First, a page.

accelerate that by removing the trade barriers that have caused the
fragmentation of African economies. It should make basic necessities
more accessible and affordable to the average African consumer by
opening avenues for regional suppliers of processed goods to reach their
target consumers more easily and allow payment options through local
currencies. These features of AfCFTA should encourage industrialization,
and multinationals seeking growth markets may find opportunities to
establish or increase their African footprint.

Any business expansion plan must take a range of factors into account.
At the most basic level, the market and legal framework must be studied
for each country of interest, taking into account such country’s track
record in handling foreign investment and cross-border trade. In
addition, the degree of commercial presence required as a condition of
market access must be assessed, along with the permits and registrations
to be procured for each activity. Domestic laws are implicated in much
of the detail set forth in the AfCFTA agreement, and the regulatory
framework for a particular activity could be drastically different from
jurisdiction to jurisdiction.

With respect to goods, while it is theoretically possible to set up
operations in a few key jurisdictions and sell throughout the bloc,
non-tariff trade barriers (NTBs) and measures that participating
countries could take to protect local industry might cause disruptions
to remote selling activities. Examples of NTBs recently implemented by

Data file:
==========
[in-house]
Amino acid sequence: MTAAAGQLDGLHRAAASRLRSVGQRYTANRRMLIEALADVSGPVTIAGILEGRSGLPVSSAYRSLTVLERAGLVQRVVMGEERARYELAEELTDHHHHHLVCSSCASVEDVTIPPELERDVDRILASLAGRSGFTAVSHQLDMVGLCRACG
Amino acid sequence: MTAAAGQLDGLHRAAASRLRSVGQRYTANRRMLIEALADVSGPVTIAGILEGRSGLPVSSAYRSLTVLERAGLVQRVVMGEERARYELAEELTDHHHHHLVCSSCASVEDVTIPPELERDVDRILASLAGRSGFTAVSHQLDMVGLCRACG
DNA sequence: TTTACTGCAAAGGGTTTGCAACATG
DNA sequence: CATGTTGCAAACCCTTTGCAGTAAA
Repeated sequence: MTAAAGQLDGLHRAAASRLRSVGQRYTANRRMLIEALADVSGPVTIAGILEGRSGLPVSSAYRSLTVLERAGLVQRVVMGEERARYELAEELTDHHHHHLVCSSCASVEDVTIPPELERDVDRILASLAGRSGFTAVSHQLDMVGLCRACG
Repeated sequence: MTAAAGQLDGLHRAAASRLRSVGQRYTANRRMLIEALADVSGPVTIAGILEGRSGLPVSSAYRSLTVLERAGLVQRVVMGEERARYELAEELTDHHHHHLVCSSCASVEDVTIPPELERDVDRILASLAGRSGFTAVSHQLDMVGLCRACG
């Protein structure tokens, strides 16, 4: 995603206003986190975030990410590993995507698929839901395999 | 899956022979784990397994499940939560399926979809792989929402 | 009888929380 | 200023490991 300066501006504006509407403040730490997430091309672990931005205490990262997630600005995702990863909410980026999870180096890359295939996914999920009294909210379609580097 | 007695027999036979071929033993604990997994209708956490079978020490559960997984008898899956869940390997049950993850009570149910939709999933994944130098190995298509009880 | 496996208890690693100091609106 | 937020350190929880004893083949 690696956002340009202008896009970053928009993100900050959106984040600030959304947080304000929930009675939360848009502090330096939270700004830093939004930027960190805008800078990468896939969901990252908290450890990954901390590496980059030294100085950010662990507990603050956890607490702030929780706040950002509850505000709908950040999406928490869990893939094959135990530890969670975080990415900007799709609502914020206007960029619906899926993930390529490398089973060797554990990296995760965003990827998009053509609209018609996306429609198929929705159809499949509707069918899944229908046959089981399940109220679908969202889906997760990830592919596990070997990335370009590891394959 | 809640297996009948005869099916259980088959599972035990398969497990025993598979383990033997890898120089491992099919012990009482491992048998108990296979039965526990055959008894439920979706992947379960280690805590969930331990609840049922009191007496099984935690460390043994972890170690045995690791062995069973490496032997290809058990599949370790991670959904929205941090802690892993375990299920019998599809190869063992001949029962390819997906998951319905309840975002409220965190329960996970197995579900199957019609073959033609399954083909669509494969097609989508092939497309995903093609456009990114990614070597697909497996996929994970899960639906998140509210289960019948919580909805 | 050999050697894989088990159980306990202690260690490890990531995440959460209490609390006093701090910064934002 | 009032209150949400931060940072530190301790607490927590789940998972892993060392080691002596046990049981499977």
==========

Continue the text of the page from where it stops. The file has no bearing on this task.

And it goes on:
some African countries include border closures, denial of permits and
imposition of special taxes in the form of surcharges on imported
products. While there may be valid reasons for taking such measures, any
interruption to market dynamics could have serious consequences for an
exporting enterprise. For that reason alone, establishing business
operations in a large market that can absorb a significant amount of
production would mitigate risk and, if combined with a well-developed
transportation network that can reach potential satellite markets, it
could be the ideal growth platform.

Local presence brings with it more commitments and higher costs of doing
business. Footprint could be managed via ready-to-use industrial parks
and special zones, which may provide easy access to major roads, onsite
“one-stop” administrative capabilities to handle basic regulatory and
procedural matters, and tax and customs deferral until products are
introduced into the local market or exported. The incentives offered by
African countries vary widely, such as multi-year income tax exemptions
based on the industry involved, location-specific tax reductions or
reciprocal low-tax-rate arrangements under REC agreements.

There is no single magic formula for operating under the AfCFTA
agreement as its framework is layered onto existing trade relationships,
and the manner of its application depends on the type of business
activity involved and the arrangements among the countries that are
implicated in a particular transaction. As a practical matter, low
tariff rates are not the sole driver of business decisions. The
profitability of any endeavor depends on many factors, commercial and
otherwise, and AfCFTA’s value proposition lies in the incremental
benefits it offers to enhance long-term value creation for goods and
services to be traded in new markets.

Baker Mckenzie Africa specialist in the New York office, Pomy
Ketema.